In Israel, coalition agreement includes plan to determine two fundamental basic law principles

By Michael Hauser Tov, 7 June
Israeli Knesset (photo credit: Chris Yunker/flickr)
Israeli Knesset (photo credit: Chris Yunker/flickr)
The Yesh Atid and Yamina parties have agreed to move ahead on controversial legislation to regulate the relationship between the Knesset and the judicial authorities – including the Supreme Court's ability to overturn laws. The plan to draft the new law is written into the coalition agreement. A clause states that "The sides agree to establish a committee, led by the justice minister and made up of members of all the coalition's parties, in order to legislate the Basic Law on Legislation." [...] The proposed Basic Law on Legislation would determine two particularly controversial principles: whether the High Court of Justice should be able to strike down Basic Laws, and what sort of Knesset majority is needed to overrule the Supreme Court is striking down laws. Just last month, the Supreme Court sparked protest when it struck down an amendment to the Basic Law on the Government, which at the time prevented the dismantling of the Netanyahu-Benny Gantz unity government. [...] If such a law passes, it would be the first in Israel's legal history to substantiate the Supreme Court's authority to overturn laws – an authority that has never been regulated – and even to determine the majority required to strike down a regular law, as opposed to a Basic Law. The coalition agreement does not include details of the law, which will be decided by the committee.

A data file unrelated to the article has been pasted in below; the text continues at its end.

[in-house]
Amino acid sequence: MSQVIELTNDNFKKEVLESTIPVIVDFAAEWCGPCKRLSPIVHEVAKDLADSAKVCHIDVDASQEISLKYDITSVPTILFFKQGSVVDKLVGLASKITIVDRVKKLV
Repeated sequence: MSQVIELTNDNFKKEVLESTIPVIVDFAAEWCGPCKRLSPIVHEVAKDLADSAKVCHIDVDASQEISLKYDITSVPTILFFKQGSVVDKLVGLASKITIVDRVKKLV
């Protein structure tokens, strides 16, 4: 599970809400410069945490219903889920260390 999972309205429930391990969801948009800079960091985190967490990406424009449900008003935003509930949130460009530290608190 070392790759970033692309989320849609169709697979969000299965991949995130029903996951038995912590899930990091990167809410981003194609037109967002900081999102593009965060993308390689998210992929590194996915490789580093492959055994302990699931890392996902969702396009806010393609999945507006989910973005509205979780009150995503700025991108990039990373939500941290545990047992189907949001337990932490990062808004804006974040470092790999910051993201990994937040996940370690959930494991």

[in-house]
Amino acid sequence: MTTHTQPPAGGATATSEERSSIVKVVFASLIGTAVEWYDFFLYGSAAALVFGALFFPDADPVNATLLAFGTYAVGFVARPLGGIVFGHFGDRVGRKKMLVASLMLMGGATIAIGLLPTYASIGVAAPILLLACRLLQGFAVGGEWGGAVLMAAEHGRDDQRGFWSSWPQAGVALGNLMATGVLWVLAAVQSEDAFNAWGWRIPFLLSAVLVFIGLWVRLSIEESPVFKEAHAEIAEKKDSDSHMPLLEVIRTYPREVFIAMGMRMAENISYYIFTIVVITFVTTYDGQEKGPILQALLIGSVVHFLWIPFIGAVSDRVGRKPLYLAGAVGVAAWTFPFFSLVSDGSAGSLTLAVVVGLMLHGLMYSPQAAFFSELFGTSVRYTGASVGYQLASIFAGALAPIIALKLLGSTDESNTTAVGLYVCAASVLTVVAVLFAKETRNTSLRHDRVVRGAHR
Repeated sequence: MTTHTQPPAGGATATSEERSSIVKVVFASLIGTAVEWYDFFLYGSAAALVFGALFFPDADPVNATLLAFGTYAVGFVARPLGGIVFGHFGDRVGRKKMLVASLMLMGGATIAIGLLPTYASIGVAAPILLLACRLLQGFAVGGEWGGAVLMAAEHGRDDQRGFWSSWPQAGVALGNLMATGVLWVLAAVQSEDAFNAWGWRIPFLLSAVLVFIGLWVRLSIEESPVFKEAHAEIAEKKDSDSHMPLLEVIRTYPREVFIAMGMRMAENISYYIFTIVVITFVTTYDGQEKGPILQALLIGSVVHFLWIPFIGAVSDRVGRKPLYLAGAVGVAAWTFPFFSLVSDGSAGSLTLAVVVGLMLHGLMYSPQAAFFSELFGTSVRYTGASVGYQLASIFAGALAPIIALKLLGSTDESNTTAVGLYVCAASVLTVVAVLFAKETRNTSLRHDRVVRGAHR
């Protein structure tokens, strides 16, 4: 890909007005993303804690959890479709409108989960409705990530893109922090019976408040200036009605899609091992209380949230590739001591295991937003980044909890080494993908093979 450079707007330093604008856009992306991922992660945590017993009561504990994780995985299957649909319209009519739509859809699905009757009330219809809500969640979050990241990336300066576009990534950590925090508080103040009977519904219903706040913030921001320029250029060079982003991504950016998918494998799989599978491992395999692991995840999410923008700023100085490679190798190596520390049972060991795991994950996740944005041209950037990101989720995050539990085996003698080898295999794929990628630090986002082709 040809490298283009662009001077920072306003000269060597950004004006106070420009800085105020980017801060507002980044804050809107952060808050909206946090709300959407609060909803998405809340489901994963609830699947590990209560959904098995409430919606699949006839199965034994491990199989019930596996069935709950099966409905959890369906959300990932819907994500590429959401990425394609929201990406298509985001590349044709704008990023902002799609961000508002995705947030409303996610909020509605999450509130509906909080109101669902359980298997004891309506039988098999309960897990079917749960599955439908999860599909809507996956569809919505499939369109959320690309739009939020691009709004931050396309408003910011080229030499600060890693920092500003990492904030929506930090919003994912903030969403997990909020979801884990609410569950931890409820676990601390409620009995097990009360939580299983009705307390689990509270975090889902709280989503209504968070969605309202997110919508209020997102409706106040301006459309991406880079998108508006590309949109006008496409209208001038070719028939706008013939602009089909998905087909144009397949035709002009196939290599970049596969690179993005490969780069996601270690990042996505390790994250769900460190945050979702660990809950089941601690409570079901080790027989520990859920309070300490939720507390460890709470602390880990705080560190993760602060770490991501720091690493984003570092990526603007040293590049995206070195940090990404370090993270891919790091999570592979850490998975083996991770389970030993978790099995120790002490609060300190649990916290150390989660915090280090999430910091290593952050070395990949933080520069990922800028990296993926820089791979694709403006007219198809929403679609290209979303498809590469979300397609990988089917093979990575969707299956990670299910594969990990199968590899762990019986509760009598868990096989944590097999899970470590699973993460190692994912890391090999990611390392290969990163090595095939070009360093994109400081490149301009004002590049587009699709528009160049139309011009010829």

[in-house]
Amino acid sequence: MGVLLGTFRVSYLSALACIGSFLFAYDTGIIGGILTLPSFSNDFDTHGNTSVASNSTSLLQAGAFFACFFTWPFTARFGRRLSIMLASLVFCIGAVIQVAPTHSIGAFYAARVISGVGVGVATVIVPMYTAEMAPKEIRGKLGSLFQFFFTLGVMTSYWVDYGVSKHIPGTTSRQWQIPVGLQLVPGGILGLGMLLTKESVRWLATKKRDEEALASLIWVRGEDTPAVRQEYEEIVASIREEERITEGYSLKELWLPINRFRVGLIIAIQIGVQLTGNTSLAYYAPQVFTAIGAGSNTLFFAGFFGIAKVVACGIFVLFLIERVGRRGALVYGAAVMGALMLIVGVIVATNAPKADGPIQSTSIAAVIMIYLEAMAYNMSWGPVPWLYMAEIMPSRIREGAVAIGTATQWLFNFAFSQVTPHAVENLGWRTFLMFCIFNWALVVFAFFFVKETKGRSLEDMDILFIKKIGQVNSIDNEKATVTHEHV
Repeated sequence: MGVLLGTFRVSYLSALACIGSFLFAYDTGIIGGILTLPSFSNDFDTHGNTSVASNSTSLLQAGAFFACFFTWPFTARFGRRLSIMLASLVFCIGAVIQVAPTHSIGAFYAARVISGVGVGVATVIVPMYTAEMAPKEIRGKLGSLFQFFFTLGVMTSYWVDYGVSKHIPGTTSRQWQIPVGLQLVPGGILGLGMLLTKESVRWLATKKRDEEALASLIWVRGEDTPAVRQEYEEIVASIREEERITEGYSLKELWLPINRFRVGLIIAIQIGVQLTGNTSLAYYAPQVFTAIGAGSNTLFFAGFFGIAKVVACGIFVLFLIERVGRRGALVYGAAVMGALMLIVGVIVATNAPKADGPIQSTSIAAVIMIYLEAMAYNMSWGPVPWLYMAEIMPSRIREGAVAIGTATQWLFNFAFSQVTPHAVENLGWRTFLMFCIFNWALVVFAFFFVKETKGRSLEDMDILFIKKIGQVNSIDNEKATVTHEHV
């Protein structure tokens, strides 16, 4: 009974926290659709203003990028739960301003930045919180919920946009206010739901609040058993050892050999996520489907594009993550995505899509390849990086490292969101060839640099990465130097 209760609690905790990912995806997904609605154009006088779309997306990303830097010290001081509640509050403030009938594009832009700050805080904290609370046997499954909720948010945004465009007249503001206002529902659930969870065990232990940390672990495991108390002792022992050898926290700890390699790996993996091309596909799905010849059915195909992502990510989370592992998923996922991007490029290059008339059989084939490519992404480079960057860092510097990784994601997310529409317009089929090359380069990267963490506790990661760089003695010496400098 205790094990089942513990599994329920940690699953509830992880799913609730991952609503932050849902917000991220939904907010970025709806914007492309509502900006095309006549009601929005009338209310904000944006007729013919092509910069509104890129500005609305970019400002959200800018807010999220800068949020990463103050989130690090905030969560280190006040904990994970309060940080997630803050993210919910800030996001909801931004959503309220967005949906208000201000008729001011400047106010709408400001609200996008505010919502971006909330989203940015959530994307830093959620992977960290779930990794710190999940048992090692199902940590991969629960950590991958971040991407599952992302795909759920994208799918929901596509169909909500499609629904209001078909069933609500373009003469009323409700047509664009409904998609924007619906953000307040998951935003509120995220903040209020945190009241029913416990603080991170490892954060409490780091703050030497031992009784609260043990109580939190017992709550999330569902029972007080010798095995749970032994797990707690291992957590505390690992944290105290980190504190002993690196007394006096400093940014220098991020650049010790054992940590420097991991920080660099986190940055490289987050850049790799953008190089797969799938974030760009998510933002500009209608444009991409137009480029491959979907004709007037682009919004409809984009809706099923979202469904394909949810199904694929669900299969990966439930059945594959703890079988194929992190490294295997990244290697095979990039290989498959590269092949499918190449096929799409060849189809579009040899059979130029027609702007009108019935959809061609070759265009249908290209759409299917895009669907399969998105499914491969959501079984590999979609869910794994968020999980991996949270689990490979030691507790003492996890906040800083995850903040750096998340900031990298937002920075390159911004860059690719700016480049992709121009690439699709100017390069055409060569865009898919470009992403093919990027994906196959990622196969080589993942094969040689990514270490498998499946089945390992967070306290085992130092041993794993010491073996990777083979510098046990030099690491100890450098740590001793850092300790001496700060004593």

Read the full article here: Haaretz

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